Coach Karen Florian grew up playing sports in San Luis Obispo, something she says helped her learn discipline and to try her hardest.
She knows the difference good coaches can make: “In middle school, my gym teacher told me I was good at running and he built up my confidence to the point where I eventually joined cross country,” she remembers. “My coach pushed me to believe in myself as a runner and as a person. I wanted to pass that inspiration along and become a coach myself.”
As a student at California State University, Northridge, Coach Karen saw her chance. On campus, she met Coaching Corps coaches recruiting volunteers. “I was looking to be a part of something and make a difference,” she says.
After completing training, Coach Karen started coaching a girls’ cross-country team at Ingenium Charter School in Canoga Park, Los Angeles, working with third through fifth grade girls, many who had never played any sport before. Here, she explains what she learned during her first season, and why she wants to coach again.
What are some of your favorite memories from your first season?
Karen: One day, all the girls were feeling down at practice. I realized they needed some encouragement. I figured I would lead by example so I started running and asked them if they wanted to run with me. When they joined me, the girls’ attitudes changed. They forgot they were tired and didn’t want to run.
Even better, during our run, I told them about myself and the college I go to. When we finished, they told me how they wanted to go to college one day and be just like me when they grow up.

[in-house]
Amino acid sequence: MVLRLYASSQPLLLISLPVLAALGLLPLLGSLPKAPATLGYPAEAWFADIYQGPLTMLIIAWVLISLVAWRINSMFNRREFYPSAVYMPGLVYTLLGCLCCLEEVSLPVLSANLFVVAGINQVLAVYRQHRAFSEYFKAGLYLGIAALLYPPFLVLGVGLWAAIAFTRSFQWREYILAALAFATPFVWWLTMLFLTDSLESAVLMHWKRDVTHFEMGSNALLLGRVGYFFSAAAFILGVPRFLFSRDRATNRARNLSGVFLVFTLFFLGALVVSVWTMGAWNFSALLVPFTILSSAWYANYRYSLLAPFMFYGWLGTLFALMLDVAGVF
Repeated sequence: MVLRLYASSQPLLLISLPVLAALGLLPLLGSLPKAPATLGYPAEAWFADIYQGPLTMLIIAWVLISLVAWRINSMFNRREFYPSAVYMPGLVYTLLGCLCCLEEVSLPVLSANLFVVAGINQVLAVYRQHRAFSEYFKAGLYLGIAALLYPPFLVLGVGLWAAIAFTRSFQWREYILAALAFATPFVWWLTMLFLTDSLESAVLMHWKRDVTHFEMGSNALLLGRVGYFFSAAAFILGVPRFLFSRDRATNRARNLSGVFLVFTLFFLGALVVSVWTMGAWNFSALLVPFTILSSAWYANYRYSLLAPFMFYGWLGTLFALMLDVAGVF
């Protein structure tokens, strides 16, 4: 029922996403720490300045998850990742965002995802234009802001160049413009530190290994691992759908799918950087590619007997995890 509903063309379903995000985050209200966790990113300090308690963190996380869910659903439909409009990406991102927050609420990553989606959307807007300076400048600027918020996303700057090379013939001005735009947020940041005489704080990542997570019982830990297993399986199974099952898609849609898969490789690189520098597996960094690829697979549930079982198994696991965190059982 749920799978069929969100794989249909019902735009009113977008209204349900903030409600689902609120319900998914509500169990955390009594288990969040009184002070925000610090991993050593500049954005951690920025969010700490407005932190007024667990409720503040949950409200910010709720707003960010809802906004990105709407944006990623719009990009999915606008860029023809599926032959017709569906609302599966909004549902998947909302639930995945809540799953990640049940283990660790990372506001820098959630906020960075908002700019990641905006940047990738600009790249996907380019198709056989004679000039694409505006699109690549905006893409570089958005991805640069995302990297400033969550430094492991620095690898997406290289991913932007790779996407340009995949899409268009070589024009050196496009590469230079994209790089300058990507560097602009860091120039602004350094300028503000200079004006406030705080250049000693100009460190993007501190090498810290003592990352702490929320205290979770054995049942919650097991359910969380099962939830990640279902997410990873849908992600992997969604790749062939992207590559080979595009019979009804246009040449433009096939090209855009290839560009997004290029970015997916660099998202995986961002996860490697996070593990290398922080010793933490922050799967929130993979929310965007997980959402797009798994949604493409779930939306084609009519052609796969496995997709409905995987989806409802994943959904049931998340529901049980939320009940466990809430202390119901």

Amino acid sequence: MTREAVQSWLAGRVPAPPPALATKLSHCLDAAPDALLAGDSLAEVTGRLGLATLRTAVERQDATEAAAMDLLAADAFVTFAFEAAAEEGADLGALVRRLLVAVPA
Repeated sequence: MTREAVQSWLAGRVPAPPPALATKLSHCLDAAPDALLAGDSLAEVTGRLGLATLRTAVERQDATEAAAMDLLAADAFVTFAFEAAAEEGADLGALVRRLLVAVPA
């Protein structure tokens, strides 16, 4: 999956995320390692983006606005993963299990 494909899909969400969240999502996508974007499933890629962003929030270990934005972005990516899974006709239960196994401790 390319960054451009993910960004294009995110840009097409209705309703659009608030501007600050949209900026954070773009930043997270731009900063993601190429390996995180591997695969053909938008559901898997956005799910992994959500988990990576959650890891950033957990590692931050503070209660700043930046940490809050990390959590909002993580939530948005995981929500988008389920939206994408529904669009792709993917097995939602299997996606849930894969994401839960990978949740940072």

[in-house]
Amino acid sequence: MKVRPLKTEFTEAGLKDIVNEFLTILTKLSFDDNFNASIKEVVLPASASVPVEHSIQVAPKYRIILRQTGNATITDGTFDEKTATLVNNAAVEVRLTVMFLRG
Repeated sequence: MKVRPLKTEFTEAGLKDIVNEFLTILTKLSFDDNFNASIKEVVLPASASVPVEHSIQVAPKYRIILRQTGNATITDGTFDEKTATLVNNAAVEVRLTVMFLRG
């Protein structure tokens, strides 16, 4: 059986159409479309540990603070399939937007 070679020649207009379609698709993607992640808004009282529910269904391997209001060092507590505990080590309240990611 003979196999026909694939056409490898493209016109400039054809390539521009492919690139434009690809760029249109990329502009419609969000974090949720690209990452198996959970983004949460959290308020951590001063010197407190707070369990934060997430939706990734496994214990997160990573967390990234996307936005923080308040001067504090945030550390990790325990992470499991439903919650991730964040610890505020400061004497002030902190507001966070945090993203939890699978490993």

Did you notice anyone who made a particularly amazing turnaround?
Karen: The girls I coached made their turnaround as a team. Their attitude towards both their peers and running definitely got better throughout the season. In the beginning, the girls only played within their own groups and they struggled with running laps. But by the end of the season, even girls who weren’t friends before learned to encourage one another. They also were more motivated to challenge themselves during their runs.
What do you find inspiring about the Coaching Corps movement?
Karen: Coaching Corps provides an equal opportunity for all youth, no matter where they come from, to develop emotionally, socially and physically. With Coaching Corps, families don’t have to worry about the financial pressures that often come with sports programs, so kids can just play. I saw the girls on my team learn to believe in themselves, and their potential to become future leaders.
What would you say to other students interested in joining Coaching Corps?
Karen: Don’t worry if you don’t have experience coaching, because Coaching Corps staff members are very supportive and will help you with any problems you might have. You won’t regret joining! Coaching is really rewarding for you and the kids on your team. I like volunteering my time to make a difference, and being part of kids’ lives at such an early stage. I can’t wait to start coaching again next fall!
Coaching Corps coaches have worked with over 40,000 young people, giving them the chance to experience the special camaraderie that comes from playing on a team with a caring adult.